Advaita is considered the most influential sub-school of the Vedānta school of Hindu philosophy,[56] though it does not represent the mainstream Hindu position.[57] Gaudapada was the first person to expound the basic principles of the Advaita philosophy in a commentary on the apparently conflicting statements of the Upanishads.[58] Advaita literally means non-duality, and it is a monistic system of thought.[56] It deals with the non-dual nature of Brahman and Atman. The Advaita school is said to have been consolidated by Shankara. He was a pupil of Gaudapada's pupil. Radhakrishnan believed that Shankara's views of Advaita are straightforward developments of the Upanishads and the Brahmasutra and he offered no innovations to these,[59] while other scholars found sharp differences between Shankara's writings and the Brahmasutra,[60][61] and that there are many ideas in the Upanishads at odds with those of Shankara.[62] Gaudapada lived in a time when Buddhism was widely prevalent in India, and he was at times conscious of the similarity between his system to some phases of Buddhist thought.[58] His main work is infused with philosophical terminology of Buddhism, and uses Buddhist arguments and analogies.[63] Towards the end of his commentary on the topic, he clearly said, "This was not spoken by Buddha". Although there are a wide variety of philosophical positions propounded in the Upanishads, commentators since Adi Shankara have usually followed him in seeing idealist monism as the dominant force.[note 6][note 7][note 8][note 9][note 10]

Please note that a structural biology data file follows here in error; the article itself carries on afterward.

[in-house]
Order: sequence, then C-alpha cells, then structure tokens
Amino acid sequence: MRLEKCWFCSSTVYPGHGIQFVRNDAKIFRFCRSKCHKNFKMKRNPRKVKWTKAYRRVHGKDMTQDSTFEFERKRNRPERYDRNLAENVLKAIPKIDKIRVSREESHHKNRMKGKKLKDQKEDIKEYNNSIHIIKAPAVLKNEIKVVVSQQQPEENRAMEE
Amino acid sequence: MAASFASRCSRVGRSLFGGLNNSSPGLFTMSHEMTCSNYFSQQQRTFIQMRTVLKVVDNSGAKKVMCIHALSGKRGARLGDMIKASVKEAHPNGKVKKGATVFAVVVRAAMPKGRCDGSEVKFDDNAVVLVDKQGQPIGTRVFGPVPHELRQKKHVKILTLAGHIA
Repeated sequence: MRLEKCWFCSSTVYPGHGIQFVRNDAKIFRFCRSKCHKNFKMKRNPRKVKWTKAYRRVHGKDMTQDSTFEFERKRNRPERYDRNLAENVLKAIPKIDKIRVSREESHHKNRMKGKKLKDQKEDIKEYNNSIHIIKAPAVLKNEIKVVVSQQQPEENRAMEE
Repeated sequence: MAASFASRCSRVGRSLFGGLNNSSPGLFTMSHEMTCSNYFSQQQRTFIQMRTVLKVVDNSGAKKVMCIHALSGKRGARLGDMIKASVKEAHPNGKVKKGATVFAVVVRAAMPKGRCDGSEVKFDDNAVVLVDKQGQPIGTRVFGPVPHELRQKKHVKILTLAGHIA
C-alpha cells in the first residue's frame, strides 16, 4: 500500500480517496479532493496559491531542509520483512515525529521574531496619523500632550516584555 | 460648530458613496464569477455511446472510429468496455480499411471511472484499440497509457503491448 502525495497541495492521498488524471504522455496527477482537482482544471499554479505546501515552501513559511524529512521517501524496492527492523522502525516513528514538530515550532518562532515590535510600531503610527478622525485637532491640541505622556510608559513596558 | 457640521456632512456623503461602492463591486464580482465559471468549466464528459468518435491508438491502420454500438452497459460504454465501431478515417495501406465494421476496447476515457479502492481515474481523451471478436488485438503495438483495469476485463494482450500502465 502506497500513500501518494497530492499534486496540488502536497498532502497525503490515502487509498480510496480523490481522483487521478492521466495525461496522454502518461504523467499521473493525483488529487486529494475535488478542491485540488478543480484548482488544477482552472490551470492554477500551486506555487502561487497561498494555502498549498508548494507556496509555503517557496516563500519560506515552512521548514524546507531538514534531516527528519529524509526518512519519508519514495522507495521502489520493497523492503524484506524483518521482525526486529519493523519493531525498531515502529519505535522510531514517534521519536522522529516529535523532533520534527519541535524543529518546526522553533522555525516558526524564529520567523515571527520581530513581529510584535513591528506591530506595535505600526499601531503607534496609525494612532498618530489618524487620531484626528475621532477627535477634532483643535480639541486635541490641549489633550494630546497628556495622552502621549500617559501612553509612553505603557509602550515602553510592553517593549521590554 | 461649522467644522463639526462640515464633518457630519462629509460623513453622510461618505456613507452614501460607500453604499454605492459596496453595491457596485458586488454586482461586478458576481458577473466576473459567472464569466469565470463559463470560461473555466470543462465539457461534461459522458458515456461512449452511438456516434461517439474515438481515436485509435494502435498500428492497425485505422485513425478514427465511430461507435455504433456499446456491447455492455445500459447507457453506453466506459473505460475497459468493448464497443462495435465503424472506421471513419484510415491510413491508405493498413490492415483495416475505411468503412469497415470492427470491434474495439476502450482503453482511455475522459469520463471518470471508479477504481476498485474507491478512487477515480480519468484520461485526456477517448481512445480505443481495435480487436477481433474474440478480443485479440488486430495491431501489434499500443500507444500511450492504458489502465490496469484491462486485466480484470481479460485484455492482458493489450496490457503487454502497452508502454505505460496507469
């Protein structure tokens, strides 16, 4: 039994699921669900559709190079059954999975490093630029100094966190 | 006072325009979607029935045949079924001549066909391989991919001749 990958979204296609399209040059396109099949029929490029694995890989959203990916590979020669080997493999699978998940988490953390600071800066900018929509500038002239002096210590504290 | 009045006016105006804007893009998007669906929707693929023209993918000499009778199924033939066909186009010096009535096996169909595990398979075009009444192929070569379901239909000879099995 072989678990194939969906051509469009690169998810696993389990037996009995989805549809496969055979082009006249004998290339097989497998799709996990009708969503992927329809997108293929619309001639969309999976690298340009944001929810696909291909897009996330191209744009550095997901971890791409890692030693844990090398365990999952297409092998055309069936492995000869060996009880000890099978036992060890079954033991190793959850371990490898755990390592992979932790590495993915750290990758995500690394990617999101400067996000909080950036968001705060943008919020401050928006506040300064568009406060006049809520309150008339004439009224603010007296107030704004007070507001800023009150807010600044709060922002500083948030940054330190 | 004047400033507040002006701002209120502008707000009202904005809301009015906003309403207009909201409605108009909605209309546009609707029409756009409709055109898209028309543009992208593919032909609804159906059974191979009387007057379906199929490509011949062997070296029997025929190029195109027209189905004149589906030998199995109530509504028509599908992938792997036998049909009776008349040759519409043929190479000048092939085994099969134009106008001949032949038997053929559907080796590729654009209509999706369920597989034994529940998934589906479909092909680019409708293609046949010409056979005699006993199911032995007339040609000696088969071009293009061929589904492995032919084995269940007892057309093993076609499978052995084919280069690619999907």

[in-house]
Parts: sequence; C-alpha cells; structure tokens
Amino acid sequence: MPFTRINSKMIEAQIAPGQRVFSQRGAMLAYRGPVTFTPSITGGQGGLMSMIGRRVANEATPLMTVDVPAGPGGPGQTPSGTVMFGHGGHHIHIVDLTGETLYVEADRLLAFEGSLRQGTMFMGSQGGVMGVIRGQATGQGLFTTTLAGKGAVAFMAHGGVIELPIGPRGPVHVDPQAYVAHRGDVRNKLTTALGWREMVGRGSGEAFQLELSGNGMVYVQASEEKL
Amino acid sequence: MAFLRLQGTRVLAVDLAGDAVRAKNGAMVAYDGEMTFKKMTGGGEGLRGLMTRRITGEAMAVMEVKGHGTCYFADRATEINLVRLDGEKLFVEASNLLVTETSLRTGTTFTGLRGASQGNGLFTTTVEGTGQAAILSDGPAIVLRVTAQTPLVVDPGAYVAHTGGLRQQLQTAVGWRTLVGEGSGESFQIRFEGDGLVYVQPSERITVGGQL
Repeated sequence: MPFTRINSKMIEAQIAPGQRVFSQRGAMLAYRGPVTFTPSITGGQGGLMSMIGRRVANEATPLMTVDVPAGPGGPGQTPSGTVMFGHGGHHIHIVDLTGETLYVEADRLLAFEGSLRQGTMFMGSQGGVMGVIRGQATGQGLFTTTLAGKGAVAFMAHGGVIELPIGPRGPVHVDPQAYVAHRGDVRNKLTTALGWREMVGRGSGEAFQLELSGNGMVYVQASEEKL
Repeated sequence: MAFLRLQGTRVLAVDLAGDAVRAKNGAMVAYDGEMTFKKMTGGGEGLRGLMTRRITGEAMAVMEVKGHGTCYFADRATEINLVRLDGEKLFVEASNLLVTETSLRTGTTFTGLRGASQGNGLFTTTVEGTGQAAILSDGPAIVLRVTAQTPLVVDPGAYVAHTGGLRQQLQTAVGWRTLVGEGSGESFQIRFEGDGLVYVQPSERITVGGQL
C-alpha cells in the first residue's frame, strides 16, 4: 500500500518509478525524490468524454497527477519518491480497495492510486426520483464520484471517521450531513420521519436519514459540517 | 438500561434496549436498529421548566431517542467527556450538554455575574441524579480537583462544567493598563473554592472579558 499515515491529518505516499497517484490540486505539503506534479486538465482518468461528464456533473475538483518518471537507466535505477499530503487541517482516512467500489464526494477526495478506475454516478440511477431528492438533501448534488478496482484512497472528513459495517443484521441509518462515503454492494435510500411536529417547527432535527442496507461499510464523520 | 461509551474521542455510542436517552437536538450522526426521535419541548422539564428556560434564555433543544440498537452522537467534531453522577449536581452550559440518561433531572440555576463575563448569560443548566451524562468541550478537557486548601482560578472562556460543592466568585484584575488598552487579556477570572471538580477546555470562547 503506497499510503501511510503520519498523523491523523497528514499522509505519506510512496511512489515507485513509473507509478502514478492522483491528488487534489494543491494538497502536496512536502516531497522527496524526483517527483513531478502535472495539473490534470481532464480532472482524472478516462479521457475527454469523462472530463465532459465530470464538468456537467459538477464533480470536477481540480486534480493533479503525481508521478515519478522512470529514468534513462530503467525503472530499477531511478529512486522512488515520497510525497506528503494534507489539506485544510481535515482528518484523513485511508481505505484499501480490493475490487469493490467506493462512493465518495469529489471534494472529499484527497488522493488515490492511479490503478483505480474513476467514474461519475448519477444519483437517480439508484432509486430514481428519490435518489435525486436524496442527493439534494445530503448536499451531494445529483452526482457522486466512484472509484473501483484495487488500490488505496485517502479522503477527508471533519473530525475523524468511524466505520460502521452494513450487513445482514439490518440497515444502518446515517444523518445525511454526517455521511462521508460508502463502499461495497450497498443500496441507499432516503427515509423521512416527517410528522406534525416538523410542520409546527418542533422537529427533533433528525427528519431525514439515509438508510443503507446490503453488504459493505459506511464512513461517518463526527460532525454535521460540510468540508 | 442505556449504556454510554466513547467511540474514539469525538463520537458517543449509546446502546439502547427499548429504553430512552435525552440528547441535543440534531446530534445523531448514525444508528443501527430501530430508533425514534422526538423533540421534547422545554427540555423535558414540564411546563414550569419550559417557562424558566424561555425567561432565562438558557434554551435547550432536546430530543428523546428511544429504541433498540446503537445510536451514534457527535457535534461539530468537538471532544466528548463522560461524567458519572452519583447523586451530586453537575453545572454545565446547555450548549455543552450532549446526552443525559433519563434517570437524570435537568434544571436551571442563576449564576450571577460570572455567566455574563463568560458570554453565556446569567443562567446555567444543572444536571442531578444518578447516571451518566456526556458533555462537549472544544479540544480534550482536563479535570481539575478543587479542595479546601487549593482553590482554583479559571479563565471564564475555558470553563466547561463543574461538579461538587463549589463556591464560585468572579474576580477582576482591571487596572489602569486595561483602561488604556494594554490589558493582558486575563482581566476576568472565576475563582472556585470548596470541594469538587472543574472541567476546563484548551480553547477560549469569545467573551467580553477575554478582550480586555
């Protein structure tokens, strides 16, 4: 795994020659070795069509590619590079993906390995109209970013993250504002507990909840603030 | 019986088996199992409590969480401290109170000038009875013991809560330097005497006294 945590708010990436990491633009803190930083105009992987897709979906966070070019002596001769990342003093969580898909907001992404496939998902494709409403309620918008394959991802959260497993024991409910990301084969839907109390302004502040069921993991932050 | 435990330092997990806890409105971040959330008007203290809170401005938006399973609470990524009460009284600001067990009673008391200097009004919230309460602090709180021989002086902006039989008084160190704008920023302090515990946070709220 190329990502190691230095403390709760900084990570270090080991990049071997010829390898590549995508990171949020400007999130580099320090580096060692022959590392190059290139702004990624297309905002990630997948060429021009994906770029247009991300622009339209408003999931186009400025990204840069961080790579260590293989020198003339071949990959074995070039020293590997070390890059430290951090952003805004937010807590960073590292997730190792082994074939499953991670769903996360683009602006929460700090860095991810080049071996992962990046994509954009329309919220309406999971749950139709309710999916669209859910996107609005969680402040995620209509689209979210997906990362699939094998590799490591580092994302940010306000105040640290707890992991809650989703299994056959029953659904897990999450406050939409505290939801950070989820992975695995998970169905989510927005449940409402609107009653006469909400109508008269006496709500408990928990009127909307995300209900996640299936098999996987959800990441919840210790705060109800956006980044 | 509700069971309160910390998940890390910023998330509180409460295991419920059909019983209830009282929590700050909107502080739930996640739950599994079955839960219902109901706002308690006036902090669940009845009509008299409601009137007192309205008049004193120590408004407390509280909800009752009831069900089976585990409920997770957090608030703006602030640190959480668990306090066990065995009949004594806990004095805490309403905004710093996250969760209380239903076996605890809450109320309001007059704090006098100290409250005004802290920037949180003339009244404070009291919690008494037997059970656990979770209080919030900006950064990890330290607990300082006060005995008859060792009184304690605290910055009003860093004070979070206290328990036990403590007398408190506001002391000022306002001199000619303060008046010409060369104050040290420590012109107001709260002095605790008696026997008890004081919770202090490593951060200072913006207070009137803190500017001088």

The Dvaita school was founded by Madhvacharya. Born in 1138 near Udipi,[68] Dvaita is regarded as the best philosophic exposition of theism.[69] Sharma points out that Dvaita, a term commonly used to designate Madhava's system of philosophy, translates as "dualism" in English. The Western understanding of dualism equates to two independent and mutually irreducible substances. The Indian equivalent of that definition would be Samkya Dvaita.[70] Madhva's Dvaita differs from the Western definition of dualism in that while he agrees to two mutually irreducible substances that constitute reality, he regards only one – God, as being independent.[70]

The third school of Vedanta is the Vishishtadvaita, which was founded by Ramanuja. Traditional dates of his birth and death are given as 1017 and 1137, though a shorter life span somewhere between these two dates has been suggested. Modern scholars conclude that on the whole, Ramanuja's theistic views may be closer to those of the Upanishads than are Shankara's, and Ramanuja's interpretations are in fact representative of the general trend of Hindu thought. Ramanuja strenuously refuted Shankara's works.[57] Visistadvaita is a synthetic philosophy of love that tries to reconcile the extremes of the other two monistic and theistic systems of vedanta.[69] It is called Sri-Vaisanavism in its religious aspect. Chari claims that has been misunderstood by its followers as well as its critics. Many, including leading modern proponents of this system, forget that jiva is a substance as well as an attribute and call this system "qualified non-dualism" or the adjectival monism. While the Dvaita insists on the difference between the Brahman and the Jiva, Visistadvaita states that God is their inner-Self as well as transcendent.[69]


Chronology and geography

Scholars disagree about the exact dates of the composition of the Upanishads. Different researchers have provided different dates for the Vedic and Upanashic eras. Ranade criticizes Deussen for assuming that the oldest Upanishads were written in prose, followed by those that were written in verse and the last few again in prose. He proposes a separate chronology based on a battery of six tests.[71] The tables below summarize some of the prominent work:[72]